Meta says its report aims to show “that NSO is just one part of a much larger global cyber-centennial ecosystem.” He cites four other Israeli companies as having been involved in providing “on-demand monitoring” services – Cobwebs Technologies, Cognyte, Black Cube and Bluehawk CI – in addition to BellTrox in India, Cytrox in North Macedonia and an unknown entity in China. Most companies did not respond to requests for comment.
A spokesperson for Black Cube said the company operates under local laws and “does not engage in phishing or hacking and does not operate in the cyber world.” The company “is working with the world’s largest law firms to prove corruption, uncover corruption and recover hundreds of millions of stolen assets,” the spokesperson added.
Meital Levi Tal, spokesperson for Cobwebs Technologies, said the company had not “been contacted by Facebook (Meta) and was not aware of any allegations it made about our services.” Cobwebs only operates in accordance with the law and adheres to strict privacy standards.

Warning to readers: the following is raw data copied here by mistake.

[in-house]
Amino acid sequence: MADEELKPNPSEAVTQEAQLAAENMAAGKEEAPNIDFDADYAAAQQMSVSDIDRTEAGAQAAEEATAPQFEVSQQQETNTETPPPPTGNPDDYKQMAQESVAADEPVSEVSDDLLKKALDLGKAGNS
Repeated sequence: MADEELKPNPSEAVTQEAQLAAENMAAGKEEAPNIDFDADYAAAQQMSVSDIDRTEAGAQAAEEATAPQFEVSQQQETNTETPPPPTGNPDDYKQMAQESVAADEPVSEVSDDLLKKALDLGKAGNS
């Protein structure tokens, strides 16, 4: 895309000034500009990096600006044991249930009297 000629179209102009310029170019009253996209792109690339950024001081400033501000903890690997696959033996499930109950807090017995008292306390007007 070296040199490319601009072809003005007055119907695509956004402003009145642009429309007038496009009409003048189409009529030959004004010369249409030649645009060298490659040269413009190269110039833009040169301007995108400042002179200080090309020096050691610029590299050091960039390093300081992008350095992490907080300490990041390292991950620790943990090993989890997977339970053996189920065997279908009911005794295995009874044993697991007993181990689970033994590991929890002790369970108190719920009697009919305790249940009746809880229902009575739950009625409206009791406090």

John Scott-Railton, principal investigator at Citizen Lab, a University of Toronto research group that focuses on the abuse of surveillance technology, said that “stroke law enforcement action “Meta’s brain” would send out “a very clear signal of how this is going to treat other offensive players in the future.
“This is important because it shows that it is not the problem of a single company or a handful of companies. It’s an industry-wide problem.
Meta accused Cobwebs of exploiting hundreds of fake accounts used to collect information on their targets, which included activists, politicians and government officials in Hong Kong and Mexico. Bluehawk CI allegedly used fake accounts masquerading as journalists to trick people into installing malware on their computers, targeting politicians and businessmen in the Middle East. Black Cube has been accused of exploiting fake personalities to gather information about people in the medical, mining, mining and energy industries, as well as Palestinian activists and people in Russia involved in finance and real estate development.